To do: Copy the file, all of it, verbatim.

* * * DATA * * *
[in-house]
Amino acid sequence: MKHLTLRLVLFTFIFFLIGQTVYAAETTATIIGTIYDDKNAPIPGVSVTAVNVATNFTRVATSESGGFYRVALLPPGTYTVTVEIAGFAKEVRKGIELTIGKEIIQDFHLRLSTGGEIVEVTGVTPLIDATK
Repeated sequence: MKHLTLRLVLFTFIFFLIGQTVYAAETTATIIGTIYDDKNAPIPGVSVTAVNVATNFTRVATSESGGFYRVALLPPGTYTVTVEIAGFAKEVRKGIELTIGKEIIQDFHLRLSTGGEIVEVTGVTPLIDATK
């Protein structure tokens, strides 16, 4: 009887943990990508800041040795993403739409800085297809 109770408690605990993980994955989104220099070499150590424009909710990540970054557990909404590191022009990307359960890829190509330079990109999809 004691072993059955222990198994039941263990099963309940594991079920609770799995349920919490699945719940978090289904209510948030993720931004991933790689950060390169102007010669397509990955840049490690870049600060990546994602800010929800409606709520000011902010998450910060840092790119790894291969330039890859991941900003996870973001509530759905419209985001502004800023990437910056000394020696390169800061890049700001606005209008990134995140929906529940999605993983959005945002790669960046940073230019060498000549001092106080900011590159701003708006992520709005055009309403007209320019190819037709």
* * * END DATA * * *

[in-house]
Amino acid sequence: MKHLTLRLVLFTFIFFLIGQTVYAAETTATIIGTIYDDKNAPIPGVSVTAVNVATNFTRVATSESGGFYRVALLPPGTYTVTVEIAGFAKEVRKGIELTIGKEIIQDFHLRLSTGGEIVEVTGVTPLIDATK
Repeated sequence: MKHLTLRLVLFTFIFFLIGQTVYAAETTATIIGTIYDDKNAPIPGVSVTAVNVATNFTRVATSESGGFYRVALLPPGTYTVTVEIAGFAKEVRKGIELTIGKEIIQDFHLRLSTGGEIVEVTGVTPLIDATK
């Protein structure tokens, strides 16, 4: 009887943990990508800041040795993403739409800085297809 109770408690605990993980994955989104220099070499150590424009909710990540970054557990909404590191022009990307359960890829190509330079990109999809 004691072993059955222990198994039941263990099963309940594991079920609770799995349920919490699945719940978090289904209510948030993720931004991933790689950060390169102007010669397509990955840049490690870049600060990546994602800010929800409606709520000011902010998450910060840092790119790894291969330039890859991941900003996870973001509530759905419209985001502004800023990437910056000394020696390169800061890049700001606005209008990134995140929906529940999605993983959005945002790669960046940073230019060498000549001092106080900011590159701003708006992520709005055009309403007209320019190819037709």